Today in our special editorial series Land Forces 2022, we turn to the key role of the companies and institutions that make up the defence industry sector in supporting national security. Here Andrew Gresham looks at defence industry as an instrument of national power.
To understand the Australian defence industry’s role as an instrument of national power, it is important to reflect on the geopolitical situation in our region and where the industry finds itself.
Australia’s traditional ten years of strategic warning time is no longer a sound basis for planning.
If we accept that, then we also need to accept the need to change the way industry supports what the Australian Defence Force (ADF) needs today – and what it will need tomorrow.
We need to grow industry capacity and increase sovereign capability to meet the ADF’s needs in peace, competition and war.
We need to invest early, often at risk, in technologies we know will be needed.
And we need to break down some of the barriers that prevent Defence from engaging its industry base earlier in the acquisition lifecycle.
Covid-19 has previewed the supply chain disruptions we should expect during major conflict.
Russia’s invasion of Ukraine has driven this home. Europe is facing a winter without adequate fuel and global grain supplies have been fiercely disrupted.
We should be cautious about making future predictions on the outcomes of the invasion of Ukraine.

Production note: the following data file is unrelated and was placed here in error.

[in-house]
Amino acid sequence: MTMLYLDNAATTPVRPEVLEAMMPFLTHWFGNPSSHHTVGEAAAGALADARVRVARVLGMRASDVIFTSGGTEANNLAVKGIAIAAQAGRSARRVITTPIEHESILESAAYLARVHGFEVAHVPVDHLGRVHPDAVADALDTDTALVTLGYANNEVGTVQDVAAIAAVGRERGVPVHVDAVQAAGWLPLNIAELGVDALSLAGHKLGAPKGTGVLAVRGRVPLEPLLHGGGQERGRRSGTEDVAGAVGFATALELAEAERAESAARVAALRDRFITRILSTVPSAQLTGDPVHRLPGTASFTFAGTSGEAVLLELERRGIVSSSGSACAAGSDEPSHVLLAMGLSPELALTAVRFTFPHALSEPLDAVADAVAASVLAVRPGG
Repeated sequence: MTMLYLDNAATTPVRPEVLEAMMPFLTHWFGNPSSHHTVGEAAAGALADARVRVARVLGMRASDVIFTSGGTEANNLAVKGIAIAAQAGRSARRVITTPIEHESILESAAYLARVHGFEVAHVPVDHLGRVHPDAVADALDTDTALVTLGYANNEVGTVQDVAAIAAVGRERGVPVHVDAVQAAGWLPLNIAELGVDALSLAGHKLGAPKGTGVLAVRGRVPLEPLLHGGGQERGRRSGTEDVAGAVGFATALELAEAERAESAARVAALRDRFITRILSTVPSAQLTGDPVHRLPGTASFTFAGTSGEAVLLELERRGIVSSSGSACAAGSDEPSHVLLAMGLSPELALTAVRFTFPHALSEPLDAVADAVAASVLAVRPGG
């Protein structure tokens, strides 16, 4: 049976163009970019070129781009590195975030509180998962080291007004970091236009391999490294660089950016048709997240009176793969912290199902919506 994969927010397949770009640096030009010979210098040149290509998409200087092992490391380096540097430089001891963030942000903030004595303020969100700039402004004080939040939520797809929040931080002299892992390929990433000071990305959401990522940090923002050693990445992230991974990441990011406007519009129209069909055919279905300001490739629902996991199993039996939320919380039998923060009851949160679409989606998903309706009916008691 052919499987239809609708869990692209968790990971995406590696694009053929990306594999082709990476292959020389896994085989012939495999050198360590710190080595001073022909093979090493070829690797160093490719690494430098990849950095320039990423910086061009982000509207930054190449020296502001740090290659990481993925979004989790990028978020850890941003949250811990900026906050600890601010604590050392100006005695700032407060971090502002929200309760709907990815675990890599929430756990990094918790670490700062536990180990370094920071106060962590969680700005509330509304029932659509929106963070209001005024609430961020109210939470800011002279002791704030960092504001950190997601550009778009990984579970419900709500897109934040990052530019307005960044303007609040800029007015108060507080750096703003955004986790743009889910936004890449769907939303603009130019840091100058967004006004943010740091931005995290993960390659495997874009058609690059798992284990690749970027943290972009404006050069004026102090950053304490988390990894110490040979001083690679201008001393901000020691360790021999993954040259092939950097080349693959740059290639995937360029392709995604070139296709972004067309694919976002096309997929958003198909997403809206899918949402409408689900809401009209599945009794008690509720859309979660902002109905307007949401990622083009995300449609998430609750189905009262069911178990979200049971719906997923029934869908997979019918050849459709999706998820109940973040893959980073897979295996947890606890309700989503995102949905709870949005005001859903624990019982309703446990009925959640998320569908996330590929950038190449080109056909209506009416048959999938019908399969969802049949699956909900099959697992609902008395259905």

However, there are some key features of the conflict worth noting for Australian industry policy.
These include the rapid depletion of Guided Weapon inventories; our ability to get these weapons from the factory to the front line influences the pace of battle; the emergence of novel, low cost ways of striking an adversary; and that technology makes no difference if armed forces are not well-trained, well-motivated and well-led.
Supplying Ukraine with Australian military equipment also demonstrates the importance of Australia having an industry base that can be employed as an instrument of Australian strategic policy.
It highlights the value of having an industry base that can design, build and sustain end-to-end military capability here in Australia.
This ambition can only be realised if we can find the skills to design, manufacture and sustain activities.
There is an opportunity to work collaboratively across industry, academia and Defence to address skills development as a tide that lifts all boats.
My own company is making a concerted effort to invest in skilling our Australian workforce through collaboration with tertiary education institutions and developing Capability Hubs at key locations across Australia.
We must leave no stone unturned. Without the skills and a competitive employment offering, Australian defence industry simply won’t digest the $270 billion our government is investing in defence acquisition and deliver the capability our strategic circumstances call for.
This great task requires industry, state and federal education and training departments, research partners and government to come together as we build the skills of Australians, innovate to solve technology challenges and collaborate to strengthen industry and supply chain development.
Andrew Gresham is Managing Director – Defence Delivery at BAE Systems Australia. With an honours degree in Mechanical Engineering and postgraduate qualifications in management, he has previously worked in the mining industry in roles ranging from engineering to operations leadership.
@AuManufacturing’s special editorial series Land Forces 2022 is brought to you with the support of Thales Australia and BAE Systems Australia.
Pictures: Autonomous M113 trial/Andrew Gresham
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